Each parent has a duty to financially support their child or children. In a divorce, separation, or parentage action, the Court will quantify this duty in the form of a child support order. Child support is financial payments ordered for the maintenance and care of your child while in the other parties’ care. Child support is based on a mathematical calculation that results in what is known as “guideline child support.”
The three main factors that the Court will look at with guideline child support are:
- Your income
- The other parent’s income
- The custodial schedule
Other factors can impact the guideline support amount, but these three factors provide the foundation for support. Therefore, making sure you have an accurate and complete “Income & Expense Declaration” is very important when you file for child support. The court will ask for the last two months of pay stubs if you are a W-2 employee and if you are self-employed, either your last two years of profit and loss statements or your Schedule C/K-1. However, you should make sure they reflect an accurate financial situation.
Once the Court orders child support, either after a hearing or a stipulation is reached between you and the other parent, child support will continue until the respective child marries, dies, is emancipated, reaches 19, or reaches 18 and is not a full-time high school student residing with a parent, whichever first occurs. Family Code §3901. A child support order is always modifiable. It can be modified when there is any kind of change of circumstances such as a change in earnings, a change in employment, or a change in the timeshare.
If you and your co-parent can reach an agreement for child support that differs from guideline child support, whether it be for less than guideline child support or for additional child support to help cover other costs, you can do that. However, the Court can only issue an order that differs from guideline child support orders if the parties agree or in exceptional circumstances. See Family Code § 4057. Exceptional circumstances to make a below or above guideline support order, include a finding by the preponderance of the evidence demonstrating one of the following:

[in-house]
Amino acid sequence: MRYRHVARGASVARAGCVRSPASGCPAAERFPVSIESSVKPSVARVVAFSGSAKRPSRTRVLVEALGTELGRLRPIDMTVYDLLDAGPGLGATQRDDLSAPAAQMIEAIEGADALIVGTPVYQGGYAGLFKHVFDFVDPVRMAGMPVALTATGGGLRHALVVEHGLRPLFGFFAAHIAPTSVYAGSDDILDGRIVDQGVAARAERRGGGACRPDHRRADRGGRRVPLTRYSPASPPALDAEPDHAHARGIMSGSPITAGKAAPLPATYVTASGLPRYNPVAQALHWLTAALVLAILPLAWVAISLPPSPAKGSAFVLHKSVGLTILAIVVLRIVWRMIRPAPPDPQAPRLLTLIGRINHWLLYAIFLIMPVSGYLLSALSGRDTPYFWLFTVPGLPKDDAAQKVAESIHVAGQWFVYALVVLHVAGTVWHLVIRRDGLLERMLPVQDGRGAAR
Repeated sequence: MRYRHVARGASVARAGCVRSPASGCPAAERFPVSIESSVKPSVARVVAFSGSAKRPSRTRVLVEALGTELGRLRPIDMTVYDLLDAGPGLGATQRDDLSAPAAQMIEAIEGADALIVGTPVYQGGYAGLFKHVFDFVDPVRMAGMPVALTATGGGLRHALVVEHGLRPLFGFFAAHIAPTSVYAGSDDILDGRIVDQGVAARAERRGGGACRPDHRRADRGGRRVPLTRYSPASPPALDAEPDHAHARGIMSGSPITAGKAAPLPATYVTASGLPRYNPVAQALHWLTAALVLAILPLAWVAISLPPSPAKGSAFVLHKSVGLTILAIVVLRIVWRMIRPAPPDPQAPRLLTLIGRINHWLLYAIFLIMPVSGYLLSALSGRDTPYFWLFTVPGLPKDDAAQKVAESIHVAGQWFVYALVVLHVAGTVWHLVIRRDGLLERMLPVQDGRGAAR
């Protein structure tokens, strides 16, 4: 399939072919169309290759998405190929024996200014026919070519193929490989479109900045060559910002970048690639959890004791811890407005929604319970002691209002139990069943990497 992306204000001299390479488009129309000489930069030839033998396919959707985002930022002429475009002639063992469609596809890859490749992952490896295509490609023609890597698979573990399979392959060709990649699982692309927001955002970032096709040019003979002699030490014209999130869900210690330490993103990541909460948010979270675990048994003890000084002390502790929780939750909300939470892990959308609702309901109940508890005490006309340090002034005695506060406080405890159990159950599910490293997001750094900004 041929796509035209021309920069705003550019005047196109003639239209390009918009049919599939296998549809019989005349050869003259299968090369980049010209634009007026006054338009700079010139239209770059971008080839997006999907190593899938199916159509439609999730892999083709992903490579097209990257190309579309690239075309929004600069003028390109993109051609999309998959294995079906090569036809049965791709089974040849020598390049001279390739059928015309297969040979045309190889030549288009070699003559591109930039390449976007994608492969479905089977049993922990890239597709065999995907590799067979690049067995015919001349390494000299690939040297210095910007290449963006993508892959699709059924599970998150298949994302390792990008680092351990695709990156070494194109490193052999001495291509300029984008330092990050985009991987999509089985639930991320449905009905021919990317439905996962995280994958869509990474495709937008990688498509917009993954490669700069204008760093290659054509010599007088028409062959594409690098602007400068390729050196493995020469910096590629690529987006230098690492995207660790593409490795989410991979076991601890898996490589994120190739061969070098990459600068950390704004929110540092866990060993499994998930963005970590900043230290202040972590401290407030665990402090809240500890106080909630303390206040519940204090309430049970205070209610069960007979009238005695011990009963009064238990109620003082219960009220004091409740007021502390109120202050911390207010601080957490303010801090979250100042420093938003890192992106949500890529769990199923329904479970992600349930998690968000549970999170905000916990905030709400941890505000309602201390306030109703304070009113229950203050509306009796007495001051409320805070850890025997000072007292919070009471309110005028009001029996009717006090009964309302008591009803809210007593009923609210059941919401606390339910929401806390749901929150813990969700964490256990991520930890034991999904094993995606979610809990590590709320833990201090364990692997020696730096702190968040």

- The parent paying support has an extraordinarily high income and the needs of the children are not being met by the guideline support order.
- An adjustment of support if the sale of the family residence is delayed and the children are living in the home which has a rental value above the combined cost of the mortgage, homeowner’s insurance, and property taxes.
- Third parent cases.
- When a child has special medical or other needs.
Guideline child support is only the initial base child support order. Other child support orders regarding the health insurance coverage and child support add-ons are also considered and can be made. See Family Code § 4062. One mandatory child support add-on is the division of reasonable unreimbursed/uninsured health care costs. The standard division of financial responsibility is for each parent to be responsible for one-half the cost; however, there are times when that division may shift. For example, if you take your child to the doctor and there is a $20 copay followed by a prescription for $10, for a total of $30, each parent will be responsible for $15. If you have an order for mandatory child support add-ons of childcare costs or unreimbursed medical expenses, you will want to ensure you follow the requirements of noticing the party within the ordered timeframe of the expense incurred and providing them with a copy of the receipt and proof of payment to ensure you preserve your reimbursement request should they fail to pay their responsibility. The specific notice requirements per the Code can be found in discussed on Judicial Council Form FL-192.
If you have questions about your child support orders, or how to modify them, we are ready to help. Call the experienced family law attorney at Moore Law for Children to schedule a consultation to discuss your goals and strategies.